Bucatini alla carbonara

Bucatini with eggs and bacon

The origins of this now-famous sauce are not at all clear. The most likely is that it was made by the carbonari – charcoal burners – when they were working up in the mountains east of Rome. Whatever its origin, bucatini alla carbonara became a very popular dish all over Italy after the Second World War and was soon known all over the western world. It should be made with guanciale (pig’s jowl cured in the same way as pancetta), which is a traditional pork product from Lazio, but pancetta is a good substitute.


  • 1 tbsp olive oil
  • 115 g/4 oz unsmoked pancetta, cubed
  • 350 g/12 oz bucatini
  • 4 egg yolks
  • 100 g/ oz pecorino cheese, grated
  • 30 g/1 oz/2 tbsp unsalted butter, melted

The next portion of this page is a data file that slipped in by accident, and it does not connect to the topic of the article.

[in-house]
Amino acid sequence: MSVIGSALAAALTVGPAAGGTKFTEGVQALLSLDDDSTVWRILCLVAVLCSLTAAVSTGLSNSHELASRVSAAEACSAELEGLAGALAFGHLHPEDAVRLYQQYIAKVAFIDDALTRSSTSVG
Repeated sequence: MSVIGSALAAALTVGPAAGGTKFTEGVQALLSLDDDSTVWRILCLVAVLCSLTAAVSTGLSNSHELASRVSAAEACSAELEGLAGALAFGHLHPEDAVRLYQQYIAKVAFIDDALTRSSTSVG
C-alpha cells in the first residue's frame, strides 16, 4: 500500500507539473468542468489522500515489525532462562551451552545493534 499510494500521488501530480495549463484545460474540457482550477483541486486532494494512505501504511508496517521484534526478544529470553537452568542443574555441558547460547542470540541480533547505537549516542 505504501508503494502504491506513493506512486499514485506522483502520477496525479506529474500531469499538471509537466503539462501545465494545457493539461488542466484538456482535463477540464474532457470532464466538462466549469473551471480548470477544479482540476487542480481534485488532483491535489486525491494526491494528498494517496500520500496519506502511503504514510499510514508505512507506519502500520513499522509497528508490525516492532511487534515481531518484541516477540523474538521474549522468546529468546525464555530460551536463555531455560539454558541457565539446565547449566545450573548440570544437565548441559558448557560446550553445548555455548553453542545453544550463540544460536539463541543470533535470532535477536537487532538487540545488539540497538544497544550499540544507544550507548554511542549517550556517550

• salt and freshly ground black pepper


Preheat the oven to 120°C/250°F/gas mark ½.

Heat the oil in a frying pan and when hot, throw in the pancetta. Cook for about 10 minutes or until the pancetta is brown and crisp. While the pancetta is cooking, cook the pasta in boiling salted water.

In a bowl, beat together the egg yolks, cheese, butter, salt and lots of black pepper. Place the bowl in the oven.

When the pasta is ready, drain, reserving a cupful of the water, and turn it into the frying pan with the pancetta. Using two forks, stir-fry until all the strands are well coated with the fat, adding a few tablespoons of the pasta water to loosen them. Transfer to the warmed bowl with the egg mixture, mix thoroughly and serve at once on warmed plates.


  • Add 4 or 5 fresh sage leaves, torn, to the pancetta while it is being sautéed.
  • You can use 3 whole eggs, instead of 4 yolks.
  • Add 2–3 tablespoons of dry white wine to the pancetta and quickly evaporate for a richer flavour.